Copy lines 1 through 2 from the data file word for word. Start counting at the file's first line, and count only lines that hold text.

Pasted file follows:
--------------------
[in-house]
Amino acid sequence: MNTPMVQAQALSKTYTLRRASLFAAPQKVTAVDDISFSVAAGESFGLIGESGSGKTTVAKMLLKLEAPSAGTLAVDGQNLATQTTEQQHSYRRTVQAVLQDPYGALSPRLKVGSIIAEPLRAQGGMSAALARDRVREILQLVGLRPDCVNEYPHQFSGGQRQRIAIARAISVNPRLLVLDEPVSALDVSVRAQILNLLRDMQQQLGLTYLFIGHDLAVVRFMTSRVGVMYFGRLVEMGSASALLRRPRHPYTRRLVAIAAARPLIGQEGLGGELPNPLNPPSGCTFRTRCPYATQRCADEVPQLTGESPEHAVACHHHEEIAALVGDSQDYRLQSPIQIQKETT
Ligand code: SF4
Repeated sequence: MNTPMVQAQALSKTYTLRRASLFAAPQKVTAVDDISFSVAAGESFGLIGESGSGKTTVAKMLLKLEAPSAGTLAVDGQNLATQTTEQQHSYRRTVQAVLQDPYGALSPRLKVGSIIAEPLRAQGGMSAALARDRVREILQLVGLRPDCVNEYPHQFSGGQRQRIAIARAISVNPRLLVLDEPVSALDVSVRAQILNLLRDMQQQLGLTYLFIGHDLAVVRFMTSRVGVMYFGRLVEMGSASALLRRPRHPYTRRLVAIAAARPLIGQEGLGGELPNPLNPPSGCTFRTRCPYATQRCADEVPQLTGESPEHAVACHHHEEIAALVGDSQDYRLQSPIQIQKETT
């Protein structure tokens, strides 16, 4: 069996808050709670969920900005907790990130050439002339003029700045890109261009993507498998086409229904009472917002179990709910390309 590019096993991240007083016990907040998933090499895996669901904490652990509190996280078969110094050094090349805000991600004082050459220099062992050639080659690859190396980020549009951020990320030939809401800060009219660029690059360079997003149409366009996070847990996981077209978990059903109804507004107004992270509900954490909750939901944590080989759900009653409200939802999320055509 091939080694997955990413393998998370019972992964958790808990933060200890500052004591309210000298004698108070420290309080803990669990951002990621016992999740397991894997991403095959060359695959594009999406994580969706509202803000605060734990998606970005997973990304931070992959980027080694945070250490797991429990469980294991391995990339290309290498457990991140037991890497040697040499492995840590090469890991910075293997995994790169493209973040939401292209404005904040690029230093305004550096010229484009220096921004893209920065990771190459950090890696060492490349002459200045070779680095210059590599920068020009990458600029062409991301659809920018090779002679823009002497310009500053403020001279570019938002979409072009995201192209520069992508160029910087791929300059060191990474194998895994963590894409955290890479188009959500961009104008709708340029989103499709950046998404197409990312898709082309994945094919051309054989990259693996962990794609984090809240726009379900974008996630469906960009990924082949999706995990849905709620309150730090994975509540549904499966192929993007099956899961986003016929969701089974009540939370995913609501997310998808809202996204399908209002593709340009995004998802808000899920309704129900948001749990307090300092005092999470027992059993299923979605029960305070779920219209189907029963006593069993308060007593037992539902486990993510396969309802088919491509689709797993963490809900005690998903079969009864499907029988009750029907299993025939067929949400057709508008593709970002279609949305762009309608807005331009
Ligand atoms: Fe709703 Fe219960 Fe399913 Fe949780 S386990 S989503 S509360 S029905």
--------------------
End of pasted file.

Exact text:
[in-house]
Amino acid sequence: MNTPMVQAQALSKTYTLRRASLFAAPQKVTAVDDISFSVAAGESFGLIGESGSGKTTVAKMLLKLEAPSAGTLAVDGQNLATQTTEQQHSYRRTVQAVLQDPYGALSPRLKVGSIIAEPLRAQGGMSAALARDRVREILQLVGLRPDCVNEYPHQFSGGQRQRIAIARAISVNPRLLVLDEPVSALDVSVRAQILNLLRDMQQQLGLTYLFIGHDLAVVRFMTSRVGVMYFGRLVEMGSASALLRRPRHPYTRRLVAIAAARPLIGQEGLGGELPNPLNPPSGCTFRTRCPYATQRCADEVPQLTGESPEHAVACHHHEEIAALVGDSQDYRLQSPIQIQKETT